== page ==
Facing public backlash about concerns that large companies were taking taxpayer money, Mnuchin urged well-capitalized businesses to return the money they had received and said all loans over $2 million would be audited.

The administration was also forced to ask Congress for more money, and lawmakers agreed to an additional $310 billion in April as part of a larger bill that tried to ensure more of the money went to minority-owned businesses and underserved communities.

Rubio and Sen. Ben Cardin (D-Md.), two sponsors of the program, say there are things they would have done differently. Although the first $349 billion allocated was more than initial drafts of the legislation called for, Rubio said that in retrospect, it’s clear the program should have been funded at a higher level to begin with. That first pool of money was gone after just 13 days, leaving thousands of small-business owners struggling and furious with policymakers. More than 100,000 small businesses have closed permanently since the start of the pandemic.

Cardin said Congress’s intent was for large chains to be able to get only one loan totaling $10 million, not multiple loans exceeding that amount, as happened in a some instances.

Rubio said, in hindsight, Congress should have given the administration more direct instructions, including the percentage of the loan that had to go to payroll.

“If I had a time machine and could have seen everything that happened, we probably would have been more specific, and some of the things that there was regulatory uncertainty about, that ultimately we had to wait for guidance from Treasury to write rules about, I think in hindsight, we probably would have been more specific about,” he said.

The dash for cash

After starting with too little money, the PPP now appears to have too much, as more than $130 billion has gone unspent for more than a month. The slowdown in borrowing required additional changes to loosen the rules. Last week, President Trump signed into law a new piece of legislation that extends the amount of time companies have to use the loans and have them forgiven from eight weeks to 24 weeks, and could cause demand for the program to pick back up.

When the program began, the nation’s tourism and entertainment sectors had been mostly shut down for three weeks, as sports arenas, museums and concert venues had closed en masse in mid-March.

Small-business owners logged into their banks’ websites from the backs of their darkened restaurants and the empty lobbies of their hotels. Many of them had no income. Some had sent their employees home, unable to pay them any longer.

“We started seeing massive cancellations coming in,” said Katen Patel, who owns an Econo Lodge, Best Western and other hotels in Oregon. He laid off 70 percent of his staff, who became part of about 4 million hospitality workers in the country who lost their jobs.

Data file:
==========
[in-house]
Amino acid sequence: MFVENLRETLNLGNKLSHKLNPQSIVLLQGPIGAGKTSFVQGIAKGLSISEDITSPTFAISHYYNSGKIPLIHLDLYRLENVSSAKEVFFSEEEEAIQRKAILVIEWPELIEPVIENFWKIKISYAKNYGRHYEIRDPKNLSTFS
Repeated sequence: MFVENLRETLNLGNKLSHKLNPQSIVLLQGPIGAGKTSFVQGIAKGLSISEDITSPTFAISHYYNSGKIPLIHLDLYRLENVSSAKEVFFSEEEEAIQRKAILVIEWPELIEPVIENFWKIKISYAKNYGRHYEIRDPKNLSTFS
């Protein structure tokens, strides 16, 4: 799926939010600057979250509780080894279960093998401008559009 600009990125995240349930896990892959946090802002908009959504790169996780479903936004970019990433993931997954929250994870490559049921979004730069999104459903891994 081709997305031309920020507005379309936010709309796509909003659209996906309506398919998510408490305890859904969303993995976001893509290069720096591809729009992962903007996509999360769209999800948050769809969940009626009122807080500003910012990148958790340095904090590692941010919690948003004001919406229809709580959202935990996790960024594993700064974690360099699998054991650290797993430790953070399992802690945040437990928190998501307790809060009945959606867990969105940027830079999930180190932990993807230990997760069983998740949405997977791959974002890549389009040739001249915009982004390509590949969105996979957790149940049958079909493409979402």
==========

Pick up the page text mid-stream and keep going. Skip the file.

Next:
In the six days between the signing of the $2 trillion Cares Act and the morning that lending began, Small Business Administration leaders asked Robert Scott, Great Lakes regional administrator, to come to Washington to serve as director of a “war room” overseeing the rollout.

The SBA is used to providing aid to businesses after localized natural disasters such as tornadoes and hurricanes. The cross-country scale of the coronavirus crisis was an entirely different sort of disaster.

For several nights as the program got underway, Scott said he and colleagues, including Carranza, an SBA veteran and former UPS executive, stayed in the office until 3 or 4 a.m., eating food they ordered from Costco.

The plan was to cede much of the underwriting and approval process to banks, which would accept applications from their customers and then forward qualifying borrowers to SBA for processing. The agency’s E-Tran software was supposed to quickly vet the applications for duplicates or overdue SBA debts, then approve them.

When the system is working, said Steve Bulger, administrator of the SBA’s Atlantic Region and acting administrator for its Mid-Atlantic Region, “it’s a matter of a few seconds and ‘boom,’ that application goes back out.”

But the rollout was anything but smooth. Headquarters staff members, led by a crew of 10 to 15 socially distanced officials on the seventh floor of the agency’s Washington headquarters, didn’t finish the rules until the night before the program’s launch, sending details to the public at 6:40 p.m. Thursday.

The delay prompted many big banks not to accept applications for hours the next morning, even as their customers rushed to get to the front of the line for money they’d been told was to be given on a first-come, first-served basis.

In district SBA offices nationwide, the normal call volume quickly quadrupled. C.J. Castro, who runs the SBA office in Tampa, said even his cellphone “started ringing at 7 in the morning and it didn’t stop till 10 o’clock at night” for weeks afterward.

“When you hear folks on the other line in tears, and they don’t know where to go, it leaves an impression,” Castro said.

Desperate pleas for help

E-Tran, which normally vets loans from about 1,700 agency-approved lenders, was suddenly being asked to vet loans from close to 5,000 lenders (more than 5,400 are currently approved). Banks nationwide complained that E-Tran kept crashing, preventing all of the newly registered lenders from entering applicants into the government system for final approval.

After a long wait, some business owners got frustrated and applied with a smaller lender, only to be told by E-Tran that they were already in the system with an approved loan from the original bank, which hadn’t yet told them or disbursed the money, Castro said.

Eric Terrell, senior manager at the SBA office in Memphis, started getting 120 calls a day, many from panicked entrepreneurs who hadn’t heard from their banks after applying.